Marin Agricultural Land Trust
= example of how the model of Trusts can preserve farmland
" Another kind of trust can help save family farms and open space around cities. For example, in Marin County, just north of San Francisco, family-owned dairy, sheep, and cattle ranches have survived. A big reason is that ranchers there have an option beyond subdivisions: selling conservation easements to the Marin Agricultural Land Trust (MALT).
A conservation easement is a voluntary agreement between a landowner and a trust that permanently limits uses of the land. The owner continues to own and use the land and may sell it or pass it on to her heirs. However, the owner gives up some of the rights associated with the land—for example, the right to build additional houses on it or to clear-cut trees. The trust that acquires the easement makes sure its terms are followed by the current as well as future owners.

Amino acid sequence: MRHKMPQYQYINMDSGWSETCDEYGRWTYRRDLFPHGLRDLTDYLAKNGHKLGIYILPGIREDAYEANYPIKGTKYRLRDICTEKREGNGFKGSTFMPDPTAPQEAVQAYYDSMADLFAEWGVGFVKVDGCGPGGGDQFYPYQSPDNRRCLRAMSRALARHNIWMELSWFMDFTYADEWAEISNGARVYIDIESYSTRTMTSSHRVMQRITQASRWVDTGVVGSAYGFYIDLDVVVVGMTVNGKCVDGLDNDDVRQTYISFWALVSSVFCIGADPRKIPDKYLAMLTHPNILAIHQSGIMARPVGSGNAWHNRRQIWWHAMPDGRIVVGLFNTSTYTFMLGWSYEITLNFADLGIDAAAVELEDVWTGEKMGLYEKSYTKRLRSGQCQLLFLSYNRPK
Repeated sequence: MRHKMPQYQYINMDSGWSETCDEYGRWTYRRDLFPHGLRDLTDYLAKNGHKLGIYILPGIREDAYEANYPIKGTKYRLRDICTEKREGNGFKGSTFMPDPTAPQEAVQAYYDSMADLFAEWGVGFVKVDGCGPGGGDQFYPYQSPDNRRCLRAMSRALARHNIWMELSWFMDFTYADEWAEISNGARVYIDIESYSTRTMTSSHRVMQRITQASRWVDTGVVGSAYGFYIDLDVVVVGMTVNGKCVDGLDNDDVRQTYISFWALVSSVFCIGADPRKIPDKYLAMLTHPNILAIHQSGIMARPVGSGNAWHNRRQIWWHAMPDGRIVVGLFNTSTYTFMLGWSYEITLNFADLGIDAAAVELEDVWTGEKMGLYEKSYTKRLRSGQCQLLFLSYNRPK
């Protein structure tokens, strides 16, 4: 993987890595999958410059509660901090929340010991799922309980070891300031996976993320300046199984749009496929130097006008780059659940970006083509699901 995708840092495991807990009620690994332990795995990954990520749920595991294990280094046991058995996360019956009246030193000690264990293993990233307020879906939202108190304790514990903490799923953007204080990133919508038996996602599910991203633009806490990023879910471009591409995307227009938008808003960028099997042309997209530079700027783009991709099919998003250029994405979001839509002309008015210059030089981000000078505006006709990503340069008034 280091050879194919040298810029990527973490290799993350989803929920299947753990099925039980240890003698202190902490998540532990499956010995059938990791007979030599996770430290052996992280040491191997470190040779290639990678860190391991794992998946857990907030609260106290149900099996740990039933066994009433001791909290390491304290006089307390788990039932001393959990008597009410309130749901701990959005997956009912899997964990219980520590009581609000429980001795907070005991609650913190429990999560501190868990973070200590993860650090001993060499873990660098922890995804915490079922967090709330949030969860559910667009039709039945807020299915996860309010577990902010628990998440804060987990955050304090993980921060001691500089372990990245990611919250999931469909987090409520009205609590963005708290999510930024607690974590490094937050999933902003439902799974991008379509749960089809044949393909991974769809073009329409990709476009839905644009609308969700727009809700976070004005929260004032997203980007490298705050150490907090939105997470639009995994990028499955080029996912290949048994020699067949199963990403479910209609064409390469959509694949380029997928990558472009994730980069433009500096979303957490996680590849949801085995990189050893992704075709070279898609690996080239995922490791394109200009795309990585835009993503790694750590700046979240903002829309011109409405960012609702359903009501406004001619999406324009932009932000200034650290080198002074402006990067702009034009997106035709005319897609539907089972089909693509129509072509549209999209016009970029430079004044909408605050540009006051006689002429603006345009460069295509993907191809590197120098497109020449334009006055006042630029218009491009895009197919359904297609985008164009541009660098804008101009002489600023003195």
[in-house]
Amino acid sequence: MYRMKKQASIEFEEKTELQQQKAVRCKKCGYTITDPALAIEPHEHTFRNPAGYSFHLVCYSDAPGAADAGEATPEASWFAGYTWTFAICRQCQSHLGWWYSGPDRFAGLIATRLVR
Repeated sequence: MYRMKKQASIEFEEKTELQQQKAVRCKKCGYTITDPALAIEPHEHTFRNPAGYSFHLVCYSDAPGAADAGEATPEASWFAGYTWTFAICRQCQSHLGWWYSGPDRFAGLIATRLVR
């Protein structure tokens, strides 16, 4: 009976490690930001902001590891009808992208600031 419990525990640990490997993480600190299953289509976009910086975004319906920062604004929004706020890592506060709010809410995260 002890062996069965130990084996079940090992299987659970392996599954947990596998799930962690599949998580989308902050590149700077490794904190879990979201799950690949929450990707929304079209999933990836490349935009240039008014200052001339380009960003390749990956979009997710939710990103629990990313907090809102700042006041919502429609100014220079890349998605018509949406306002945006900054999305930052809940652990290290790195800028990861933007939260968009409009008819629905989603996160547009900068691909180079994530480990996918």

In Marin County, MALT has preserved nearly forty thousand acres of farmland by buying conservation easements from ranchers. This represents about a third of the land currently farmed. The ranchers receive the difference between what the land would be worth if developed and what it’s worth as a working farm. In effect, they’re paid to be stewards of the land and to forgo future capital gains.
Most of MALT’s money comes from government sources. What the public receives isn’t a place to graze livestock like the commons of old, but a lasting pastoral landscape and a viable agricultural economy that makes fresh, local food possible. That’s not a bad alternative to suburban sprawl." (http://onthecommons.org/trusts-uniquely-commons-form-ownership)